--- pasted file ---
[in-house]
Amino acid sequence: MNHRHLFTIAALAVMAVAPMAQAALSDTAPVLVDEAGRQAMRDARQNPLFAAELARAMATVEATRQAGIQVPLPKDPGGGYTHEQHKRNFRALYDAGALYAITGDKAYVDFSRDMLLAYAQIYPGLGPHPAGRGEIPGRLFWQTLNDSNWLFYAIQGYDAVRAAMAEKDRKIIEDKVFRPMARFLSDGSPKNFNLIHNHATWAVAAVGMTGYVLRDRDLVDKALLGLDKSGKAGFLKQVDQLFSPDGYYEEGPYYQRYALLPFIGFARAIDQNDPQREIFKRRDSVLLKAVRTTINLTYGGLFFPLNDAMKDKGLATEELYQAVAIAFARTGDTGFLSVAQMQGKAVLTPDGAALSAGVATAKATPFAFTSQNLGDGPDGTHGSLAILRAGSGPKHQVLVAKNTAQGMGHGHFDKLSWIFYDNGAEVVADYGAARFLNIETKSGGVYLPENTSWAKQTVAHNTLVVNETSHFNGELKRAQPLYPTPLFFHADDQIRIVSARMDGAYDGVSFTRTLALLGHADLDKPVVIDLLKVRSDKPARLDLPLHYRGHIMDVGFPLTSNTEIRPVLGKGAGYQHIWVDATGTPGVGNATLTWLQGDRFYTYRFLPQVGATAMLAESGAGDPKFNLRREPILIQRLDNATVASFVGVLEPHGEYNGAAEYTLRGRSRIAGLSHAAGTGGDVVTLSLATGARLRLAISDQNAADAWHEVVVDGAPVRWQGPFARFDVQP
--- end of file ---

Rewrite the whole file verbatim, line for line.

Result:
[in-house]
Amino acid sequence: MNHRHLFTIAALAVMAVAPMAQAALSDTAPVLVDEAGRQAMRDARQNPLFAAELARAMATVEATRQAGIQVPLPKDPGGGYTHEQHKRNFRALYDAGALYAITGDKAYVDFSRDMLLAYAQIYPGLGPHPAGRGEIPGRLFWQTLNDSNWLFYAIQGYDAVRAAMAEKDRKIIEDKVFRPMARFLSDGSPKNFNLIHNHATWAVAAVGMTGYVLRDRDLVDKALLGLDKSGKAGFLKQVDQLFSPDGYYEEGPYYQRYALLPFIGFARAIDQNDPQREIFKRRDSVLLKAVRTTINLTYGGLFFPLNDAMKDKGLATEELYQAVAIAFARTGDTGFLSVAQMQGKAVLTPDGAALSAGVATAKATPFAFTSQNLGDGPDGTHGSLAILRAGSGPKHQVLVAKNTAQGMGHGHFDKLSWIFYDNGAEVVADYGAARFLNIETKSGGVYLPENTSWAKQTVAHNTLVVNETSHFNGELKRAQPLYPTPLFFHADDQIRIVSARMDGAYDGVSFTRTLALLGHADLDKPVVIDLLKVRSDKPARLDLPLHYRGHIMDVGFPLTSNTEIRPVLGKGAGYQHIWVDATGTPGVGNATLTWLQGDRFYTYRFLPQVGATAMLAESGAGDPKFNLRREPILIQRLDNATVASFVGVLEPHGEYNGAAEYTLRGRSRIAGLSHAAGTGGDVVTLSLATGARLRLAISDQNAADAWHEVVVDGAPVRWQGPFARFDVQP